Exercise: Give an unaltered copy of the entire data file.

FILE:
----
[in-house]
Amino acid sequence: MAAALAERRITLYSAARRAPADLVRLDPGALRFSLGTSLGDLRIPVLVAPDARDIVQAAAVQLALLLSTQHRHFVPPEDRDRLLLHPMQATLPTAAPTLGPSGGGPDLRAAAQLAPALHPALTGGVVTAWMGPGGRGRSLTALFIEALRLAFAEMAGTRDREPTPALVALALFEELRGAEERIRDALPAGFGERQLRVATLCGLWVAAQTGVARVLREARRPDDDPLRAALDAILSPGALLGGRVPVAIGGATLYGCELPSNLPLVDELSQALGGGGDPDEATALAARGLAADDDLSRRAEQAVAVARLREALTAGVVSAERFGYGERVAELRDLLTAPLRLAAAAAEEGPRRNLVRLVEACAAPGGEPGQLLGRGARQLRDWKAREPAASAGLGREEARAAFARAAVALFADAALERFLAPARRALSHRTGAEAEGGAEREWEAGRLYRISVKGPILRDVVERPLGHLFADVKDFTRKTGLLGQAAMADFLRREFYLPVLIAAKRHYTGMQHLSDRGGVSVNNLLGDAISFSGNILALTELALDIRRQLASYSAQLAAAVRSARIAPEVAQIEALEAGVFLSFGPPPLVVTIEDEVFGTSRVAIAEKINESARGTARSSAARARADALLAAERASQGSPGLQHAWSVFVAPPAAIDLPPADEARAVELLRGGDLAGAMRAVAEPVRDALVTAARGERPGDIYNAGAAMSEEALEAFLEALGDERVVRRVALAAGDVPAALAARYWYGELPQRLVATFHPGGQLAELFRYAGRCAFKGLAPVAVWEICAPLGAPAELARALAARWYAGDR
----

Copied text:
[in-house]
Amino acid sequence: MAAALAERRITLYSAARRAPADLVRLDPGALRFSLGTSLGDLRIPVLVAPDARDIVQAAAVQLALLLSTQHRHFVPPEDRDRLLLHPMQATLPTAAPTLGPSGGGPDLRAAAQLAPALHPALTGGVVTAWMGPGGRGRSLTALFIEALRLAFAEMAGTRDREPTPALVALALFEELRGAEERIRDALPAGFGERQLRVATLCGLWVAAQTGVARVLREARRPDDDPLRAALDAILSPGALLGGRVPVAIGGATLYGCELPSNLPLVDELSQALGGGGDPDEATALAARGLAADDDLSRRAEQAVAVARLREALTAGVVSAERFGYGERVAELRDLLTAPLRLAAAAAEEGPRRNLVRLVEACAAPGGEPGQLLGRGARQLRDWKAREPAASAGLGREEARAAFARAAVALFADAALERFLAPARRALSHRTGAEAEGGAEREWEAGRLYRISVKGPILRDVVERPLGHLFADVKDFTRKTGLLGQAAMADFLRREFYLPVLIAAKRHYTGMQHLSDRGGVSVNNLLGDAISFSGNILALTELALDIRRQLASYSAQLAAAVRSARIAPEVAQIEALEAGVFLSFGPPPLVVTIEDEVFGTSRVAIAEKINESARGTARSSAARARADALLAAERASQGSPGLQHAWSVFVAPPAAIDLPPADEARAVELLRGGDLAGAMRAVAEPVRDALVTAARGERPGDIYNAGAAMSEEALEAFLEALGDERVVRRVALAAGDVPAALAARYWYGELPQRLVATFHPGGQLAELFRYAGRCAFKGLAPVAVWEICAPLGAPAELARALAARWYAGDR